“Mathematics education in the United States was initially structured . . . to prepare privileged, young, white men for entrance into elite colleges.”

“Teachers need to work consciously to counter racialized or gendered ideas about mathematics achievement.”

“A ‘color-blind’ [teaching] approach allows such systemic inequities to continue.”

These passages introduced the first draft of California’s proposed overhaul of math education, one that was intended to upend traditional mathematics education by using “trauma-informed pedagogy”; by raising students’ “sociopolitical consciousness”; by inserting “social justice” into math lessons; by rejecting “Whiteness” and the idea that there is a distribution of learning abilities among students.

The first draft was widely criticized. More than 1,200 math and science teachers and STEM professionals signed a letter expressing concerns about the new curriculum and teaching approach:

For all the rhetoric in this framework about equity, social justice, environmental care and culturally appropriate pedagogy, there is no realistic hope for a more fair, just, equal and well-stewarded society if our schools uproot long-proven, reliable and highly effective math methods and instead try to build a mathless Brave New World on a foundation of unsound ideology.

The second draft has just been released, and the public now has roughly 60 days to offer comments at https://www.cde.ca.gov/ci/ma/cf/.

To try to make the second draft acceptable, the authors have eliminated triggering phrases such as “White privilege” and “White supremacy” and have broadly toned down the tenor of the first draft. This is almost certainly a strategic decision on the part of the authors, who saw how a similarly aggressive “anti-racist” approach that was used with California’s new Ethnic Studies mandate led to over 100,000 stakeholders writing to the California Department of Education (CDE) about the divisive and unproductive nature of that curriculum. That first draft is now nowhere to be found.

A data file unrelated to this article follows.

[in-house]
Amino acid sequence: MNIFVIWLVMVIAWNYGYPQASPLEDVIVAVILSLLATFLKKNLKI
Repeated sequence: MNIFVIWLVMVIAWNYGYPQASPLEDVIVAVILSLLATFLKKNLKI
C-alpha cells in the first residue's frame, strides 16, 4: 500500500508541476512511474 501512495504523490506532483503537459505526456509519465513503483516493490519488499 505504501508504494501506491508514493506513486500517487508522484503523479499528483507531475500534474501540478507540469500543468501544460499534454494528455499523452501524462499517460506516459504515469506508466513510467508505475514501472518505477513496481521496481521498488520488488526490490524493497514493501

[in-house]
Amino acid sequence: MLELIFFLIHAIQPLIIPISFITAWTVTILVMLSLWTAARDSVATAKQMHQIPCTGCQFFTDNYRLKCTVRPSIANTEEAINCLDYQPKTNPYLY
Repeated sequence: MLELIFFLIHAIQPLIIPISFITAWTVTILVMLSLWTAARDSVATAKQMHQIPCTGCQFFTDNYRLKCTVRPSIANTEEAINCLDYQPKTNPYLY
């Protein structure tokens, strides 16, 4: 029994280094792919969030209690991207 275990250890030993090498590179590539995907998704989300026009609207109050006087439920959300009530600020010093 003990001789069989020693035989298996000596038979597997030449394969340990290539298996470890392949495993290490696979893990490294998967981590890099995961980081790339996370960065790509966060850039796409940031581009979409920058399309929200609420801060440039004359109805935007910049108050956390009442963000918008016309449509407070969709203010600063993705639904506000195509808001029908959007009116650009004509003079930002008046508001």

But even though the packaging of the new math curriculum has changed, the content remains flawed, including doubling down on eliminating classes for high achievers, and continuing to insist that traditional math teaching is to blame for the failure of many minority students to learn, with Hispanic and Black students failing competency at rates as high as 90 percent in some districts.

Something is indeed terribly wrong with such low achievement levels, but racism per se is not the problem. Asian American students are by far the highest math achievers among student demographic groups, with nearly 70 percent testing at competency or higher, compared to White students, who test at less than 50 percent at this level.

So what is wrong? There are too many teachers in California’s K–12 system who do not know mathematics deeply enough to successfully teach math and engage their students in the subject. Moreover, the teachers who are less mathematically competent tend to teach in poorly performing schools that have large Hispanic and Black student populations. Mathematical aptitude of schoolteachers is significantly below that of the average US college graduate, and more broadly, is behind average level of math competency in teachers in many other countries, including the Slovak Republic and Estonia, which have far fewer resources to invest in education than does the United States.

Time and again, the proposal criticizes teaching methods based on memorization. But a significant amount of intellectual recall is needed in mathematics and in all technical fields. And while we all aspire for students to learn material beyond simply memorizing it, this can’t be realistically expected without many teachers having a much deeper understanding of math than they presently do.

For example, take the famous Pythagorean theorem, which establishes the relationship between the lengths of the sides of a right triangle. The Pythagorean theorem is widely applied in practical settings, ranging from architecture to engineering to construction to navigation, and even in creating facial recognition software. The one-line formula is easy to learn, memorize, and apply. But to really understand the result requires knowing how to prove the theorem, and I suspect that very few teachers could do this. And teaching Pythagoras to geometry students by invoking themes of social justice or cultural sensitivity won’t make any difference, and in fact may lead to worse outcomes.